Hancock, Diana and Passmore, Wayne. "Did the Federal Reserve's MBS Purchase Program Lower Mortgage Rates?" Journal of Monetary Economics, July 2011, 58(5), pp. 498-514.

Joyce, Michael; Lasaosa, Ana; Stevens, Ibrahim and Tong, Matthew. "The Financial Market Impact of Quantitative Easing/Working Paper 393, Bank of England, August 2010; http://www.bankofengland.co.uk/research/Documents/workingpapers/2010/wp393.pdf.

Kim, Don H. and Wright, Jonathan H. "An Arbitrage-Free Three-Factor Term Structure Model and the Recent Behavior of Long-Term Yields and Distant-Horizon Forward Rates." Finance and Economics Discussion Series No. 2005-33, Board of Governors of the Federal Reserve System, August 2005; http://www.federalreserve.gov/pubs/feds/2005/200533/200533pap.pdf.

Kocherlakota, Narayana. "Economic Outlook and the Current Tools of Monetary Policy." Speech at the European Economics and Financial Centre, London, England, September 29,2010; http://minneapolisfed.org/news_events/pres/speech_display.cfm?id=4555.

Krishnamurthy, Arvind and Vissing-Jorgensen, Annette. "The Effects of Quantitative Easing on Long-Term Interest Rates." Brookings Papers on Economic Activity, Fall 2011, pp. 215-65.

Krishnamurthy, Arvind and Vissing-Jorgensen, Annette. "The Aggregate Demand for Treasury Debt." Journal of Political Economy, April 2012, 120(2), pp. 233-67.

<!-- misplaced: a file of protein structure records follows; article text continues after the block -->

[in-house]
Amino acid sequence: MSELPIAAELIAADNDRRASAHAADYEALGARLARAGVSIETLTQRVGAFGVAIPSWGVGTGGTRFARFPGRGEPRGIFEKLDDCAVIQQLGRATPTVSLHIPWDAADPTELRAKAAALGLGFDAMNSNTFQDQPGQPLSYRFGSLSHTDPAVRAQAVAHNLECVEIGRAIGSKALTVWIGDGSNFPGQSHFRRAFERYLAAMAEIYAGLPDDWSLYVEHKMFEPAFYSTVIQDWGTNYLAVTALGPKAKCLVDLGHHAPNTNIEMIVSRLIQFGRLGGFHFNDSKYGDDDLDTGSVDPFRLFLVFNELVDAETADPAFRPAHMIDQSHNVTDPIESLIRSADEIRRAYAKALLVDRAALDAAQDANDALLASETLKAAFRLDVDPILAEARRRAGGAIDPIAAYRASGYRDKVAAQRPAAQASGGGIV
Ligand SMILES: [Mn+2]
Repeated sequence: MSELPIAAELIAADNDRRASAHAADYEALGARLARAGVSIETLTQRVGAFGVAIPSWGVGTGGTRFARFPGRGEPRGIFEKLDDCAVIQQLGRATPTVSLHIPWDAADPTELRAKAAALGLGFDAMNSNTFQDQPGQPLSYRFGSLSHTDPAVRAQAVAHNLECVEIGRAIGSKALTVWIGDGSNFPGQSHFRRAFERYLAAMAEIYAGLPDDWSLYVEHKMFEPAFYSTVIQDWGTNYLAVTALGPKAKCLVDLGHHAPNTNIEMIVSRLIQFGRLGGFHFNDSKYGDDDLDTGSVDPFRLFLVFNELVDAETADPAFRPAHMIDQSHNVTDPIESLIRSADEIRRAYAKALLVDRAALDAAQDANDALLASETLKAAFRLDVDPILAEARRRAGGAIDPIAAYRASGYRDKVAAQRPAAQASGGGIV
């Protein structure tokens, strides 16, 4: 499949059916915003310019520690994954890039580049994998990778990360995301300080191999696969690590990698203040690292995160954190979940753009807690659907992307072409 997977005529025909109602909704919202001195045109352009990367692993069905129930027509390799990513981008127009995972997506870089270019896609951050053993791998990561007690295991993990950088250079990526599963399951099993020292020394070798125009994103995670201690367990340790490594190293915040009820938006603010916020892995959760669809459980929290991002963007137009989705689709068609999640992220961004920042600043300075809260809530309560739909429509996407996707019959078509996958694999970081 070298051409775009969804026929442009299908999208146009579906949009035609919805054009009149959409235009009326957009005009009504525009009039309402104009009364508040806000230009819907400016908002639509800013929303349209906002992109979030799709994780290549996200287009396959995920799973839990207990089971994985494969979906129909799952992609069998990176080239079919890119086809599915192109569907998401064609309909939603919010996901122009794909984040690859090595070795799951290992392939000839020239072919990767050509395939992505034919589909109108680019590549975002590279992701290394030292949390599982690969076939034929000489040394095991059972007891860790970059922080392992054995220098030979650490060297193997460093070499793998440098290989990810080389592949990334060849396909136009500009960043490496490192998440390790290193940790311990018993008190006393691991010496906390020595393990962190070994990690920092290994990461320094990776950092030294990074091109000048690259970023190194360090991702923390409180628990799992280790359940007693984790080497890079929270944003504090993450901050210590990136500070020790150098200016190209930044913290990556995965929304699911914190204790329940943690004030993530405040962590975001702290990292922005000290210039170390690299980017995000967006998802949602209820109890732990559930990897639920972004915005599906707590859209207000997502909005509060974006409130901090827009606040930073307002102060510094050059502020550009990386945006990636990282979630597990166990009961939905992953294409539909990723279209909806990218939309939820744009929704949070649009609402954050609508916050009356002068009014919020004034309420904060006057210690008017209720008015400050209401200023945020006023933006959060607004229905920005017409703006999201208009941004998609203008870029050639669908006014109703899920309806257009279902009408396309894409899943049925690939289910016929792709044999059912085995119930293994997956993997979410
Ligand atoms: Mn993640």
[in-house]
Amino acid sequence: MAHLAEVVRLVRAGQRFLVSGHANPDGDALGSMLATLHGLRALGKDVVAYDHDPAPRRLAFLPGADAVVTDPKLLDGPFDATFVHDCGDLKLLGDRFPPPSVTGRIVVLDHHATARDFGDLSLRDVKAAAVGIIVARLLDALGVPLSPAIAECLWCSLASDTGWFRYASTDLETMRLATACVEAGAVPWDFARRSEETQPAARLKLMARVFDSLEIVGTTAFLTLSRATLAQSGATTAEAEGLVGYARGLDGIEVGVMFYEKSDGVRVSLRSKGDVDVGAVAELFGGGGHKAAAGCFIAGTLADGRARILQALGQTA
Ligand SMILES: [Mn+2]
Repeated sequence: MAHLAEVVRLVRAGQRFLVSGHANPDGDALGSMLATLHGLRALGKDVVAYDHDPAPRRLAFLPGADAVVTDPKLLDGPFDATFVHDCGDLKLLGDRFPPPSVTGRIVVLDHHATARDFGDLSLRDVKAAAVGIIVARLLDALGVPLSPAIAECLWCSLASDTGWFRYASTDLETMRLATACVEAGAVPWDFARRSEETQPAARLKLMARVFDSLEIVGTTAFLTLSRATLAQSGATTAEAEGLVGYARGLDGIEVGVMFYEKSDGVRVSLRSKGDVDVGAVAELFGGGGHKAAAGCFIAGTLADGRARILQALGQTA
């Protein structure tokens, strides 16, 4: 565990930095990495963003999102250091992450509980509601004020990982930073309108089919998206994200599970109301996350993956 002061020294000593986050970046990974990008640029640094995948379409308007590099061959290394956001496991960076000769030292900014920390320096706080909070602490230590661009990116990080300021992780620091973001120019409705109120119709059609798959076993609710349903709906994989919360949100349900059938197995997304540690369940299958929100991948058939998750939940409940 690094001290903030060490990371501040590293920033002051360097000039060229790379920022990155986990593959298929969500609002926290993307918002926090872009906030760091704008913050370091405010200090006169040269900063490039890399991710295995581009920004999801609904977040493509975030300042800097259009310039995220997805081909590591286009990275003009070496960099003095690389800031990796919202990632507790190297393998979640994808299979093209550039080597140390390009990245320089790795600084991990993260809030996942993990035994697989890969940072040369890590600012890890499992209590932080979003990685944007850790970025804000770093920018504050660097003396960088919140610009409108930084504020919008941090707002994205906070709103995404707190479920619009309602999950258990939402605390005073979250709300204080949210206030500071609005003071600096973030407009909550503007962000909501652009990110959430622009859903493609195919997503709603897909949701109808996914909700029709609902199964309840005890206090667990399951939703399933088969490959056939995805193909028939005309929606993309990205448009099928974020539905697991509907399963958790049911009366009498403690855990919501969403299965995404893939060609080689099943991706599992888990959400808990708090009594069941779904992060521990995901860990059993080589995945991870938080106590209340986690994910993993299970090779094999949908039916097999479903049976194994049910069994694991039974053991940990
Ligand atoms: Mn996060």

Neely, Christopher J. "Unconventional Monetary Policy Had Large International Effects." Working Paper No. 2010-018D, Federal Reserve Bank of St. Louis, July 2010, revised August 2013; http://research.stlouisfed.org/wp/2010/2010-018.pdf.

Stroebel, Johannes and Taylor, John B. "Estimated Impact of the Fed's Mortgage-Backed Securities Purchase Program." NBER Working Paper No. 15626, National Bureau of Economic Research, December 2009; http://www.nber.org/papers/w15626.pdf?new_window=1.

Swanson, Eric T. "Let's Twist Again: A High-Frequency Event-Study Analysis of Operation Twist and Its Implications for QE2." Working Paper No. 2011-08, Federal Reserve Bank of San Francisco, February 2011; http://www.frbsf.org/economic-research/files/wp11-08bk.pdf.

Thornton, Daniel L. "Can the FOMC Increase the Funds Rate Without Reducing Reserves?" Federal Reserve Bank of St. Louis Economic Synopses, 2010, No. 28, October 6, 2010; http://research.stlouisfed.org/publications/es/10/ES1028.pdf.

Thornton, Daniel L. "An Evaluation of Event-Study Evidence on the Effectiveness of the FOMC's LSAP Program: The Reasonable Person Standard." Working Paper No. 2013-033A, Federal Reserve Bank of St. Louis, October 2013; http://research.stlouisfed.org/wp/2013/2013-033.pdf.

Vayanos, Dimitri and Vila, Jean-Luc. "A Preferred-Habitat Model of the Term Structure of Interest Rates." NBER Working Paper No. 15487, National Bureau of Economic Research, November 2009; http://www.nber.org/papers/w15487.pdf?new_window=1.

Woodford, Michael. "Monetary Policy in the Information Economy," in Economic Policy for the Information Economy. Proceedings of the Economic Policy Symposium sponsored by the Federal Reserve Bank of Kansas City, Jackson Hole, Wyoming, August 20-September 1, 2001, pp. 297-370; http://www.kansascityfed.org/Publicat/sympos/2001/papers/S02wood.pdf.